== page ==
Fire Engineering for Structural Steel Buildings (Print Course)

The value of prescriptive specifications versus performance-based design is currently under debate in the AEC community in the U.S. A prescriptive approach can be taken where the architect or fire protection engineer will determine the minimum fire-resistance rating for the elements in the building. While prescriptive approaches have been the norm for many years, more and more building teams are recognizing the benefits of a performance-based approach to fire and life safety design.

Based on the principle that a building structure, as a whole, will perform better than its individual elements, performance-based design approaches the building based on how it will perform, as opposed to the prescriptive approach that focuses on how the building is constructed. This course will provide learners with the knowledge pertinent to fire engineering for structural steel buildings.

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Sound Isolation and Noise Control in Steel-Framed Buildings (Print Course)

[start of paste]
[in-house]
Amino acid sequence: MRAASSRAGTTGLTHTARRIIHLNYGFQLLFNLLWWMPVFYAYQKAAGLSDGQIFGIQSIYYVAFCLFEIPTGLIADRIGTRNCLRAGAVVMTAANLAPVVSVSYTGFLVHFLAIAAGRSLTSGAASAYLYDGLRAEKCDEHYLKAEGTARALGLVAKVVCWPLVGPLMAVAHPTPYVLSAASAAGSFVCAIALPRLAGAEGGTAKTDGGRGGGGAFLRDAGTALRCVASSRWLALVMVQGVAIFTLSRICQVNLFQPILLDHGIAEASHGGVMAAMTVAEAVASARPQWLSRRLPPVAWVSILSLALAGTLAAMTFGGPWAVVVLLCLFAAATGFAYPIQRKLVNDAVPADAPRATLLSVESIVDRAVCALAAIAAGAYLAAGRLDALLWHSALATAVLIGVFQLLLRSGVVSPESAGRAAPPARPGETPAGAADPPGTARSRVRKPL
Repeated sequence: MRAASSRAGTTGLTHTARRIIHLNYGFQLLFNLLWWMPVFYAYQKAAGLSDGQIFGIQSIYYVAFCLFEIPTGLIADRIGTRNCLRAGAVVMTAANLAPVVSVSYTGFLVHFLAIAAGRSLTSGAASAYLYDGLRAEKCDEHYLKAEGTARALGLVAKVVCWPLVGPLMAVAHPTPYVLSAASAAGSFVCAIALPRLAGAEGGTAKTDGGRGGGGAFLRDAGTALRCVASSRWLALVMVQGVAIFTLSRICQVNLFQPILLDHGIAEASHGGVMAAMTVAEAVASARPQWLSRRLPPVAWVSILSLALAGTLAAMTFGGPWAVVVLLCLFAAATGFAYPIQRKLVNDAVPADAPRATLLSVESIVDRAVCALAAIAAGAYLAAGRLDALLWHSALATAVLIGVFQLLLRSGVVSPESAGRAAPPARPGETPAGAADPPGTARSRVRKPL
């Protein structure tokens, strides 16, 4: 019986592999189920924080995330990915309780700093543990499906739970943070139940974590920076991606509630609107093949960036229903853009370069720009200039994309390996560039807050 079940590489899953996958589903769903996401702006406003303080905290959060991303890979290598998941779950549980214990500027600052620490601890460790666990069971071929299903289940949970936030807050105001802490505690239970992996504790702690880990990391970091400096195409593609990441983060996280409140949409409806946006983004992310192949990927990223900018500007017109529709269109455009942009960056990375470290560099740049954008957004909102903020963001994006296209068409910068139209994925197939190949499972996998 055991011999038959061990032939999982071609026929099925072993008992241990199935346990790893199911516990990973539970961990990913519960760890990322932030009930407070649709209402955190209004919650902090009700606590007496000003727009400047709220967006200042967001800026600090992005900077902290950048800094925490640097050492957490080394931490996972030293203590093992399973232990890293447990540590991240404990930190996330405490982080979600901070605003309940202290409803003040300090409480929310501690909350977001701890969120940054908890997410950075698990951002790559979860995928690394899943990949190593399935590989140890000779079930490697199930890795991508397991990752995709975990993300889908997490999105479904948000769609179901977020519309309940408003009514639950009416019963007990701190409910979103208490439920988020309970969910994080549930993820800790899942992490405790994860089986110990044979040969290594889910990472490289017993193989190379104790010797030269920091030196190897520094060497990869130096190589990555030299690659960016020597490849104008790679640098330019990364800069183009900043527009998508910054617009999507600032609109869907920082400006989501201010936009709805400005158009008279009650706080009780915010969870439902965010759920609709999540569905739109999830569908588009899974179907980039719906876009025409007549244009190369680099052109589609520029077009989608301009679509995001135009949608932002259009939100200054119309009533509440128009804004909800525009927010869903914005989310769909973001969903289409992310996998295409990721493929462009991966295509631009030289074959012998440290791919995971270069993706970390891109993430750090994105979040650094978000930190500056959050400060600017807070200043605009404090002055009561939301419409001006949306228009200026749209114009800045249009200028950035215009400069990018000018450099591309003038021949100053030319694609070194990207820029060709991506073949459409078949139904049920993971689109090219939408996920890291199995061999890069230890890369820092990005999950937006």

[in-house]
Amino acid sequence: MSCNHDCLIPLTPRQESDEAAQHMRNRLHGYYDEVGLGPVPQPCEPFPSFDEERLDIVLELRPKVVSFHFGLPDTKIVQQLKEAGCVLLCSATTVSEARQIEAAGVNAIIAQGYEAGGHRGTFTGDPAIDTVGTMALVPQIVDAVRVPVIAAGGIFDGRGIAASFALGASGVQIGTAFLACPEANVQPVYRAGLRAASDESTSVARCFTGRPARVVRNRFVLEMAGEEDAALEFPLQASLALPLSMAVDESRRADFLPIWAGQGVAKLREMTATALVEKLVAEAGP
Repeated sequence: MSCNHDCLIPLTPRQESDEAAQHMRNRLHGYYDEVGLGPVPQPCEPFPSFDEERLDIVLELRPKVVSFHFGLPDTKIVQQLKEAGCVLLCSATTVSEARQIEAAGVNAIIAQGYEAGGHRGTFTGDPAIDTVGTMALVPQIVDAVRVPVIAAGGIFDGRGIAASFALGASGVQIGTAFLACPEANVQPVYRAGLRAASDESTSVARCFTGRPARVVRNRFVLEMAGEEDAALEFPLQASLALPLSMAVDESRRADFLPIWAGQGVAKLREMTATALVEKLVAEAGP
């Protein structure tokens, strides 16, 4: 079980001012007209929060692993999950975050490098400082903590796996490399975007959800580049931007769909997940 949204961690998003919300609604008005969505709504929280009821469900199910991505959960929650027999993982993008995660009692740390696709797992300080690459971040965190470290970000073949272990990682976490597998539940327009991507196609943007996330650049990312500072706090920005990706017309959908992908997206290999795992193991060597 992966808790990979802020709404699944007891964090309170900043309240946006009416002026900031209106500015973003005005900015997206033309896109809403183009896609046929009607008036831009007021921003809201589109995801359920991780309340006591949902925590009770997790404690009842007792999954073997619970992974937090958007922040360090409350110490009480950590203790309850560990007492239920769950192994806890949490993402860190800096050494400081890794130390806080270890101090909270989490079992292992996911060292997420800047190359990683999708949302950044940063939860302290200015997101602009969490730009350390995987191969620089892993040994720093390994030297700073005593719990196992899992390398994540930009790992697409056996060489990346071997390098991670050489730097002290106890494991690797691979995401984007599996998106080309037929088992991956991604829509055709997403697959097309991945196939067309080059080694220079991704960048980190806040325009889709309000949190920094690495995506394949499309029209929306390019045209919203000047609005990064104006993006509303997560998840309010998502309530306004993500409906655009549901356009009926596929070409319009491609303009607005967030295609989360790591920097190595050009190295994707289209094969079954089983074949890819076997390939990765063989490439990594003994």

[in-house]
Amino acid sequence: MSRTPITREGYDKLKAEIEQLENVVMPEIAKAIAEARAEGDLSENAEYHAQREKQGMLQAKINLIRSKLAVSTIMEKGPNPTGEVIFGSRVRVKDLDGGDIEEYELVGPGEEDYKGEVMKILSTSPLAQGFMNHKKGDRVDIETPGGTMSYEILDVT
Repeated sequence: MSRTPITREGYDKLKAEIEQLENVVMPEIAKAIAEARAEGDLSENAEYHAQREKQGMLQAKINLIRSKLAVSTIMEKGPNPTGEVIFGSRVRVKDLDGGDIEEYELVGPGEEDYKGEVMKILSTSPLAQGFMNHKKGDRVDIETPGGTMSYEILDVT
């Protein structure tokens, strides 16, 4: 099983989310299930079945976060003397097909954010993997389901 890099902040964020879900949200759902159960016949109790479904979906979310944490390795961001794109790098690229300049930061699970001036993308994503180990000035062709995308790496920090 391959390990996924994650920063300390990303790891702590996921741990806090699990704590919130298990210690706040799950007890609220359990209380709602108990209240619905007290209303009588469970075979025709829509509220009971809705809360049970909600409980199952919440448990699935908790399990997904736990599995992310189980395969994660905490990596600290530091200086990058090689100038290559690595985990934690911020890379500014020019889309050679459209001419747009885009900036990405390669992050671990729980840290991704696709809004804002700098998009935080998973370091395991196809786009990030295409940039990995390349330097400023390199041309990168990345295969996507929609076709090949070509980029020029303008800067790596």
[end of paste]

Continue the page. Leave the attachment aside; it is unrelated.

This article examines the principles associated with acoustic comfort in steel-framed buildings. We will review the basic principles of sound, including transmission, reflection, and absorption. We will then discuss means by which noise is controlled in steel-framed buildings and review case studies representing best practices.

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Improving Designs by Way of Constructability (Print Course)

Constructability encourages collaboration throughout a project, including the conceptual design, design, and construction stages. It spurs creative solutions, focusing on simplicity, economy, and speed of construction. By understanding their roles within the structural steel supply chain, architects, engineers, and designers can better leverage the benefits of constructability and work more smoothly with the owner, service center, steel fabricator, and others within the supply chain.

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